Being open does not mean having no boundaries, or letting people walk all over you. Being open to new ideas, new thoughts, and exchange of energy with others is a beautiful thing. We can choose to learn from one another, open to one another.

We can express gratitude for one another.

When we express gratitude we are coming from a higher place. A place beyond trauma, fear, and isolation. We are choosing to open ourselves up. We are choosing to move beyond our own rugged individualism, our own basic needs and thoughts… and recognizing another for their contribution to our world.

When we express gratitude we move beyond that illusory isolated aspect of ourselves and recognize that we are a part of a community, a world.

Expressing gratitude can be extremely simple. It can be saying “thank you” to people who have provided assistance to you, or a new way of thinking to you, or who have listened to or expressed caring in some way for you. We can say “thank you” to friends, family, loved ones, teachers, acquaintances, grocery store clerks, and so forth.

We can also energetically stay open, and realize that despite the world sometimes seeming like it is cold, violent, brutal, and “every man for himself” that we can choose to transcend that. We can make the conscious choice to stay open to the good of the world, to the good of the people in it. We can also realize that the “bad” of the world, and the “bad people” can also allow for us to express gratitude in a different way.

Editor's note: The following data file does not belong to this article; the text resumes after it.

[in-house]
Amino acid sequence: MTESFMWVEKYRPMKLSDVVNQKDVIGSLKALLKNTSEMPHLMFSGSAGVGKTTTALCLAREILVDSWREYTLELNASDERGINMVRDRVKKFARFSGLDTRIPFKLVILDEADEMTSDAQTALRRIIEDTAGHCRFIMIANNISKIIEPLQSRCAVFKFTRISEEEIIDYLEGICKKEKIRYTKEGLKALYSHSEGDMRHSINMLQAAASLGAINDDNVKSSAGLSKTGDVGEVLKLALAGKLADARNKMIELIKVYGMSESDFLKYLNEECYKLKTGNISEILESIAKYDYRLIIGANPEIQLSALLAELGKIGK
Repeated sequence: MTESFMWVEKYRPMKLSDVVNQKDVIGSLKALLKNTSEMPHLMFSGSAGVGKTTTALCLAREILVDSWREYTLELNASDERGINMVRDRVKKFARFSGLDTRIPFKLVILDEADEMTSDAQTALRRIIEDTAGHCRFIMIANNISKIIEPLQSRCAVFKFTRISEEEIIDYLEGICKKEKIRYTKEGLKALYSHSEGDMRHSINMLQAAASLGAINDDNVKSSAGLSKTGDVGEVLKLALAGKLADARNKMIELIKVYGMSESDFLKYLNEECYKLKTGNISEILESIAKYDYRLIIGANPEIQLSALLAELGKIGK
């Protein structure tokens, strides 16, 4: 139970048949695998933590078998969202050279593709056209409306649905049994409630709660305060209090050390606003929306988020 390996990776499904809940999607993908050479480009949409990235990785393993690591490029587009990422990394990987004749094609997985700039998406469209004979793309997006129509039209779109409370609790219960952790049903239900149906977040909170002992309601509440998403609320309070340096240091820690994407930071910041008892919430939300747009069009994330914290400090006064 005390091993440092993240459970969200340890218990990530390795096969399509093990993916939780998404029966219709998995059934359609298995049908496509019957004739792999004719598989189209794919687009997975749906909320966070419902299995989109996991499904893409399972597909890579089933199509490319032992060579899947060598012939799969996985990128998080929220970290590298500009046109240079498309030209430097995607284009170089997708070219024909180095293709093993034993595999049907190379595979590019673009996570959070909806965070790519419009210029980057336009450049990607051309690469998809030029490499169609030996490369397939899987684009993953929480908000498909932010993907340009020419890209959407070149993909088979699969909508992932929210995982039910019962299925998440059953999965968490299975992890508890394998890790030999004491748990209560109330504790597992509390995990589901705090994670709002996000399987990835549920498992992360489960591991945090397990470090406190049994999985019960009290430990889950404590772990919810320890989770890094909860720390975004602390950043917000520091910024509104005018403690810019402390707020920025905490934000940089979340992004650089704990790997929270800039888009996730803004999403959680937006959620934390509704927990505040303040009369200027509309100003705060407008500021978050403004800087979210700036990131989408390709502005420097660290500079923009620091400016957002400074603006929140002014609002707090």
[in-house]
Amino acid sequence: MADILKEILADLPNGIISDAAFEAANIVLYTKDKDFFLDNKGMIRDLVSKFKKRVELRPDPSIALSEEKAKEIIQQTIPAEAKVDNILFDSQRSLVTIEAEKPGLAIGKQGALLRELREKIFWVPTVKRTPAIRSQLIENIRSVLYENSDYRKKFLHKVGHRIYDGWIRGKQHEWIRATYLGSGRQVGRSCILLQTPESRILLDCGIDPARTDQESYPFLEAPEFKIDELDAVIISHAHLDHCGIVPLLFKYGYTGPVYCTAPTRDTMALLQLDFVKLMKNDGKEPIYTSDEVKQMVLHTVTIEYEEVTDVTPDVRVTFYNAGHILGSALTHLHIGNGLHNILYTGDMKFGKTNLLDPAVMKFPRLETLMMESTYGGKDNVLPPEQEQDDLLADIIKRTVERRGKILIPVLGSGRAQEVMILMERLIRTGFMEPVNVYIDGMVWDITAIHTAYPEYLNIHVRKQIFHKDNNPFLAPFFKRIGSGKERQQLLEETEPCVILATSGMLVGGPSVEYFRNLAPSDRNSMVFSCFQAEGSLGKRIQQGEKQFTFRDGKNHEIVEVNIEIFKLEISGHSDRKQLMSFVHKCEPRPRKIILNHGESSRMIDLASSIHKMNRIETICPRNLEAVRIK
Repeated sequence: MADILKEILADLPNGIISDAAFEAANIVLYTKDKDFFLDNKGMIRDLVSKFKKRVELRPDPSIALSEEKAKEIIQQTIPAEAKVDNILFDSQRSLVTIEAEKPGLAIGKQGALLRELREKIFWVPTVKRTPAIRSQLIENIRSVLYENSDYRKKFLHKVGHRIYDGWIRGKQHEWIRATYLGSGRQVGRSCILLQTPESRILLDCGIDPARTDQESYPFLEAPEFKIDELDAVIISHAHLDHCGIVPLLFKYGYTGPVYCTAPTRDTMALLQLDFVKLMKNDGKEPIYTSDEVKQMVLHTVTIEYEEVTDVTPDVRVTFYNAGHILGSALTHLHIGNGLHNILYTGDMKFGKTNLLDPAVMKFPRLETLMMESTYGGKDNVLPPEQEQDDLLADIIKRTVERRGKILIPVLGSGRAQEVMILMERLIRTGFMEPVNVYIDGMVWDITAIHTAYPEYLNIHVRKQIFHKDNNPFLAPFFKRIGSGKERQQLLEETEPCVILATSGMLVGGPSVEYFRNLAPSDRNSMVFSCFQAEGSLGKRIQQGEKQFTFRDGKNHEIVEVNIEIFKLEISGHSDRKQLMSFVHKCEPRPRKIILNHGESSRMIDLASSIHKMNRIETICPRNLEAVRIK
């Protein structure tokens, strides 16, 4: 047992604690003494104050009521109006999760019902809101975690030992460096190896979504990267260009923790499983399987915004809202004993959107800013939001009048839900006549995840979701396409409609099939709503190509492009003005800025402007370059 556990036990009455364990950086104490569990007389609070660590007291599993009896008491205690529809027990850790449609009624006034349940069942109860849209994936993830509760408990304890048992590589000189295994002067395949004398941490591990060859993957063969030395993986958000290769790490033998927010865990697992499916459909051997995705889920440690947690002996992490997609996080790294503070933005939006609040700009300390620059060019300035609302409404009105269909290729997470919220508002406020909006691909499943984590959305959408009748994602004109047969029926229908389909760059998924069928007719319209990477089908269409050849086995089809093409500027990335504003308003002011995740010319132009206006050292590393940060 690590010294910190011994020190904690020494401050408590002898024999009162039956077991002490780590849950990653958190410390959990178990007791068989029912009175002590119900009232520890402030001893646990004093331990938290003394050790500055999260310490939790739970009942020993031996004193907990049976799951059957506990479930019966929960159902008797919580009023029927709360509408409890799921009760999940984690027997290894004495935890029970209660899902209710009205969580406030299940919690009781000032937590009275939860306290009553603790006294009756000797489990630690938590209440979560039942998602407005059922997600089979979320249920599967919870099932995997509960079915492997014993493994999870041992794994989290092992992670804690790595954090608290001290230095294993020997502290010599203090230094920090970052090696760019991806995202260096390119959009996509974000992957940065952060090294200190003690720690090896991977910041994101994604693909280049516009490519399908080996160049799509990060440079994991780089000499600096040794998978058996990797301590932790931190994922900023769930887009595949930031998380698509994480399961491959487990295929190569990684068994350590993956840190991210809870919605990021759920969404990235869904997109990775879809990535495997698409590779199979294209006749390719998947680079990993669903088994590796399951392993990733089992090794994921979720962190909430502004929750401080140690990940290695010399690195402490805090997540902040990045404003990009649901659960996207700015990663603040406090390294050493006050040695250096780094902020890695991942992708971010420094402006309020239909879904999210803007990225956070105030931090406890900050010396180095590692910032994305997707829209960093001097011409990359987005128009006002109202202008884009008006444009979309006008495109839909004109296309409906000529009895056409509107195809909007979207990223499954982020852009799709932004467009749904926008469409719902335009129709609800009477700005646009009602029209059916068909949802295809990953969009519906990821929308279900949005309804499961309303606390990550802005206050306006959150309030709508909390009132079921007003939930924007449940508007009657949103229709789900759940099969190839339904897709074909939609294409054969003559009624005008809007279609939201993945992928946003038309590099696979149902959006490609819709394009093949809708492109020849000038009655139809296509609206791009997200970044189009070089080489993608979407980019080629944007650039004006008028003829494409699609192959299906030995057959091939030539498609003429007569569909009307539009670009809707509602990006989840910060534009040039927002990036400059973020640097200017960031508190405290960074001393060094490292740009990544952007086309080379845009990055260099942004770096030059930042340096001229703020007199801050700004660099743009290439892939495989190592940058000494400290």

We can express gratitude for those who have helped us, those who are making the world a better place, those who show us who we do not want to be, those who show us who we aspire to be, those who teach us how we can be more open, and those who are so enveloped in chaos and isolation that they are incapable of seeing beyond their own needs.

This is done in a way that is not smug, or judgmental, or self-satisfactory, but in true and genuine appreciation. We can appreciate our ability to critically think, for example, by realizing that not many people do and also realizing those who can. Both are equally important, and both can be honored and thanked.